Five Unique Things to Do in Prague

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The magnificent city of Prague has mesmerized travelers for generations with its intoxicating blend of stunning art and architecture. From the Astronomical Clock in the Old Town Square, to picturesque Charles Bridge to Prague Castle (the largest castle in all of Europe!), you’ll find travellers admiring the city’s sights. Today five of our Prague guides are sharing five of their favourite less obvious things to do in the city – things you might not yet have thought of yourself!

Five Fun Things To Do In Prague

Nenad’s Tip: Walk down the narrowest street in Prague!

In the historic Mala Strana or "Little Quarter" of Prague, you will find a street so narrow that it's impossible for two people to get past each other! The street named Vinarna Certovka is a 50-centimeter wide passage (70 centimeter according to some sources - bring a tape measure!) that runs for a length of about 10 meters between several houses close to the Charles Bridge. It is made by several stone steps. There are two traffic lights on either end of the street to signal when the street is free or not. Most people don't take the light seriously, but usually end up colliding with someone coming from the opposite end!

Eva’s Tip: Visit a Moorish-style synagogue, built in 1868

The Spanish Synagogue is located in the area of the former Jewish quarter. The decorative elements were inspired by Arabic architecture and art, and the painted walls and the stained glass are beautiful. Today the Synagogue is a part of Prague's Jewish Town. Inside, you can see an exhibition of Jewish history in Czech Republic and the Moorish-style architecture; the exterior is equally impressive. The Jewish Quarter itself is also a beautiful neighbourhood to wander around - I highly recommend you explore!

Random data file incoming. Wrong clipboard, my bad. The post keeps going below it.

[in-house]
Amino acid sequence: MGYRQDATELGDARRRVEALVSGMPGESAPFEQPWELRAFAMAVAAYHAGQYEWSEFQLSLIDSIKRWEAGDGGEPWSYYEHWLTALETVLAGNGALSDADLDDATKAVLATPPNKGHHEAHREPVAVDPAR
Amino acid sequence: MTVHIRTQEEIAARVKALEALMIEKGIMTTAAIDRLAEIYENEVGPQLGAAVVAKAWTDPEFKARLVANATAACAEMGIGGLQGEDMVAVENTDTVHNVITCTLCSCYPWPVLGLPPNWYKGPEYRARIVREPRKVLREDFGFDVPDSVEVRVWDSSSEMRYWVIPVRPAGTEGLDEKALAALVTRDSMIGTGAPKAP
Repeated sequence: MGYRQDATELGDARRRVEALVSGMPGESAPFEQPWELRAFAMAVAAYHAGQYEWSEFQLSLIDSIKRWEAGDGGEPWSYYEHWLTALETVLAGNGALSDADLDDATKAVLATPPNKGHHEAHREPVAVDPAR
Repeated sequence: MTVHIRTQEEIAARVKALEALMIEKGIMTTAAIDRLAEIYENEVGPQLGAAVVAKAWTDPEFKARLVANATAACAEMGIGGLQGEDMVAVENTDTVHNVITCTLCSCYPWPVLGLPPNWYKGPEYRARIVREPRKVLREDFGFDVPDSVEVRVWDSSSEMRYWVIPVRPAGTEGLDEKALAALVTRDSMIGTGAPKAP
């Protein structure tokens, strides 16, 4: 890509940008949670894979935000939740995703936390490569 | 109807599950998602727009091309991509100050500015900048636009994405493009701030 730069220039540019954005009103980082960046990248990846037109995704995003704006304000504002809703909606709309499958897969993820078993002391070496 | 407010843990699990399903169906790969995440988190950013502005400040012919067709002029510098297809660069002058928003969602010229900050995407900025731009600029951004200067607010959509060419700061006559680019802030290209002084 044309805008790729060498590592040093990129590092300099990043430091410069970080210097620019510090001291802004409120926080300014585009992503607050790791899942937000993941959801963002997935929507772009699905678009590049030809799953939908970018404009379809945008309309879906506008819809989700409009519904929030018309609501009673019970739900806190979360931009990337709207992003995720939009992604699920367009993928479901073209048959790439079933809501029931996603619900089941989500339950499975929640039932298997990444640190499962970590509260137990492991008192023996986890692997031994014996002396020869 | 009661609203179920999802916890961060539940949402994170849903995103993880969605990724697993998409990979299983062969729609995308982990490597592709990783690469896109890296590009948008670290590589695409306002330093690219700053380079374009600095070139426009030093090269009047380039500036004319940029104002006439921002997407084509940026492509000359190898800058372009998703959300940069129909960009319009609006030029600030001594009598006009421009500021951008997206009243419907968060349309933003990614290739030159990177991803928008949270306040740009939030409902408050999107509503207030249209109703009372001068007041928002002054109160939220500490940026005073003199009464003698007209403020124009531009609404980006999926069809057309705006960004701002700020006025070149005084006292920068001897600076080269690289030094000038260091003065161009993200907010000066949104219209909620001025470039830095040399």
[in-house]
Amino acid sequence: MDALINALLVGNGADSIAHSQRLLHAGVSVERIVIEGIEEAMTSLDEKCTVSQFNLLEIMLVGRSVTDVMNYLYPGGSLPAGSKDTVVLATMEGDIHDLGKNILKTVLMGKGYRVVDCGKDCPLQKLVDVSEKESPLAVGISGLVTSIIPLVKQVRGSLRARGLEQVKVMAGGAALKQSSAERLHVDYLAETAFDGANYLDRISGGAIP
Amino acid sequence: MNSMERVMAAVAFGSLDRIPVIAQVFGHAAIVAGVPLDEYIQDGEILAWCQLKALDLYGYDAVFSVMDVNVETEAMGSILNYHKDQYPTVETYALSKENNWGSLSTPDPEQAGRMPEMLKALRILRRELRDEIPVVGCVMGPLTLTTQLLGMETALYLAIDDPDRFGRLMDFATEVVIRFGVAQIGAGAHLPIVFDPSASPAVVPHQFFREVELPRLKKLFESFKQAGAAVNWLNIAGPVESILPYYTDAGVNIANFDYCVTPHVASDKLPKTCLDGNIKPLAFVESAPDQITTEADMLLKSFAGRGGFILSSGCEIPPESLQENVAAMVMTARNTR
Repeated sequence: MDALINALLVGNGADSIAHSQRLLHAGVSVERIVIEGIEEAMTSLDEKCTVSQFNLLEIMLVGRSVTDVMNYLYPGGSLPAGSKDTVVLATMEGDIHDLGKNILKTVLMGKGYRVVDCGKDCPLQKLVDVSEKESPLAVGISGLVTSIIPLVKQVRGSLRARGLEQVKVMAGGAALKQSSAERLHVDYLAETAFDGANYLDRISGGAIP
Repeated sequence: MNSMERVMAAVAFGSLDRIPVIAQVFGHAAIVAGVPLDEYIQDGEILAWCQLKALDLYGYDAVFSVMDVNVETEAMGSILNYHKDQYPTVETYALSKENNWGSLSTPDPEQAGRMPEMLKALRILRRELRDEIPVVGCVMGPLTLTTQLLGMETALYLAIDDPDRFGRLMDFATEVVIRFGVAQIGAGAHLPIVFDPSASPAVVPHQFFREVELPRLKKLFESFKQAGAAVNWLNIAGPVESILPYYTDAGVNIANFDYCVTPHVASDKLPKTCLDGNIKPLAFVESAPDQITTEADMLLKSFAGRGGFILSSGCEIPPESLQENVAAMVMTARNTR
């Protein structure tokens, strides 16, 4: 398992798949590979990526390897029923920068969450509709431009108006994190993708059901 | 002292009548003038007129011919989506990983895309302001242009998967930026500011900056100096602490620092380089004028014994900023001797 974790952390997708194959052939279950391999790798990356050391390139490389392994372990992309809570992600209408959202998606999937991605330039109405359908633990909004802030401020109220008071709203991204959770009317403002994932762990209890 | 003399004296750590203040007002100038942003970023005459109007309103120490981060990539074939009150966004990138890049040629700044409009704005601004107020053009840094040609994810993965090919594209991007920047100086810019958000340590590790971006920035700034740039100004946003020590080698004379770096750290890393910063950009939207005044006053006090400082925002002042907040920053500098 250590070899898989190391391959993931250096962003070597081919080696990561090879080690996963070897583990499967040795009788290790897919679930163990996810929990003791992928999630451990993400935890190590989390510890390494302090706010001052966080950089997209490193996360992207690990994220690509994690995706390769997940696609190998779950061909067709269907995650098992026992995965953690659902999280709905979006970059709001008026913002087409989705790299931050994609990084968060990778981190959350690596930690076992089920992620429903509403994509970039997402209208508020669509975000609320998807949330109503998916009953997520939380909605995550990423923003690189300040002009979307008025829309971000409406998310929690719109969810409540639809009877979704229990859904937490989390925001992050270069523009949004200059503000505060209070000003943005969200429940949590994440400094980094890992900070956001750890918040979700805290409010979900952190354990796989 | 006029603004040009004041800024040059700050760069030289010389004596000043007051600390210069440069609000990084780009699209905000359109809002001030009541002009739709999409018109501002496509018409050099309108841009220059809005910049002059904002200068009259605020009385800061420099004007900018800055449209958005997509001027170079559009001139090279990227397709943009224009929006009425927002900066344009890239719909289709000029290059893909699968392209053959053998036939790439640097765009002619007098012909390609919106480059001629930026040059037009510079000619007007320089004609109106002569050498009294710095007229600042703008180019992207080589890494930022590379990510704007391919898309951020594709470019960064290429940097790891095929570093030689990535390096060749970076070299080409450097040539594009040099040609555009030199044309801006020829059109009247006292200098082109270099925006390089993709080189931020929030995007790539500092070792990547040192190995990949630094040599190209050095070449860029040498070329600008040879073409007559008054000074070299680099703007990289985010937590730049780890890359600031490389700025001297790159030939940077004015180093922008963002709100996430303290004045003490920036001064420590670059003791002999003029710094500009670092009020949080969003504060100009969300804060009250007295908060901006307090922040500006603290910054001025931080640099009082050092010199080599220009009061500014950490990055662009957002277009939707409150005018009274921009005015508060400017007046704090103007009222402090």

Victoria's Tip: Stroll down Prague’s “New World” street - and spot the city's smallest house!

Prague New World used to be the city's poorest street, back in medieval times. Nowadays you can find the same houses there, but they now look quaint and charming, and have wealthy people living inside. This lovely quarter still has its own culture and the residents respect the traditions. You will also find the house with the smallest facade in Prague! There were many famous people living here, such as the astronomer Tycho Brahe. You will be able to find the unique wooden hotel in Prague and as soon as you are there, ring the bell and visit the local hidden café inside.

Eva D’s Tip: Find the hidden Valdštejn Garden

This garden is one of the most beautiful Baroque style gardens in Prague. It is located right under the Prague castle in the Lesser Town; you can pass through on the way from the Castle to the Charles Bridge. The garden was built as a private garden of Albrecht Valdštejn. 28 buildings were taken down so the garden could be built. You can find there Sala Terrena, the open hall attached to the palace, and the fake cave Grotto. Today the garden is part of the Senate of Czech Republic. Wandering through the quiet garden, away from the bustle of the city streets, you will find blue and white peacocks, big fish, and nice sculptures.

David’s Tip: Visit a traditional café with romantic views of the river and bridges

Enjoy a lunch at the traditional 1900's Cafe Slavia right opposite the National Theatre by the river. Many people enjoy the roast duck with red cabbage and potato dumplings - and maybe even a glass of Czech wine! But of course you can choose from various options based on your wishes. The atmosphere, the view and history of the establishment also make the meal a great experience. It’s recommended when in Prague not just for lunch but also for breakfast or dinner.
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